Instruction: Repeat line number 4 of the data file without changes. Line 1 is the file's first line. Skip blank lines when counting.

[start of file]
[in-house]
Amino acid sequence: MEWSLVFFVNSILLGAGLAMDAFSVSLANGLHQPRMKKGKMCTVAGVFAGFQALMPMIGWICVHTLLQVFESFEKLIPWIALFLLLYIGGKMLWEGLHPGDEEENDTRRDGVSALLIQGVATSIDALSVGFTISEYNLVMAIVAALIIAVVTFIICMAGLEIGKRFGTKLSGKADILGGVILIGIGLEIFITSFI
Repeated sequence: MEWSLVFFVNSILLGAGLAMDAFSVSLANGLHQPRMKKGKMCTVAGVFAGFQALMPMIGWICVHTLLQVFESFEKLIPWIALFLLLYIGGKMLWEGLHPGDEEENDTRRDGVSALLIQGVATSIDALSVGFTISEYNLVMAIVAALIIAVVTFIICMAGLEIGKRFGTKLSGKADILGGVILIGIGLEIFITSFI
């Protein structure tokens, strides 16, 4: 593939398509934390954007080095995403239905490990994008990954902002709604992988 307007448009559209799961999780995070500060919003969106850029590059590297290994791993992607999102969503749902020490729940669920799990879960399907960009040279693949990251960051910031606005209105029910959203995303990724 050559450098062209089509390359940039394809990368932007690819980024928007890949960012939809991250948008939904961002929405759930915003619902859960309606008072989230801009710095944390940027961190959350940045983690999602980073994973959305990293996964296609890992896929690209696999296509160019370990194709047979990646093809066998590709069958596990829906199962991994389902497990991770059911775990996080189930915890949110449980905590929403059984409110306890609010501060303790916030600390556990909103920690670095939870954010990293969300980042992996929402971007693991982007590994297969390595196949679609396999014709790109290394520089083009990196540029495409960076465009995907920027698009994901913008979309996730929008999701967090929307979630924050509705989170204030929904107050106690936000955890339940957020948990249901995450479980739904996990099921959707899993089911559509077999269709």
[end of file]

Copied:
């Protein structure tokens, strides 16, 4: 593939398509934390954007080095995403239905490990994008990954902002709604992988 307007448009559209799961999780995070500060919003969106850029590059590297290994791993992607999102969503749902020490729940669920799990879960399907960009040279693949990251960051910031606005209105029910959203995303990724 050559450098062209089509390359940039394809990368932007690819980024928007890949960012939809991250948008939904961002929405759930915003619902859960309606008072989230801009710095944390940027961190959350940045983690999602980073994973959305990293996964296609890992896929690209696999296509160019370990194709047979990646093809066998590709069958596990829906199962991994389902497990991770059911775990996080189930915890949110449980905590929403059984409110306890609010501060303790916030600390556990909103920690670095939870954010990293969300980042992996929402971007693991982007590994297969390595196949679609396999014709790109290394520089083009990196540029495409960076465009995907920027698009994901913008979309996730929008999701967090929307979630924050509705989170204030929904107050106690936000955890339940957020948990249901995450479980739904996990099921959707899993089911559509077999269709």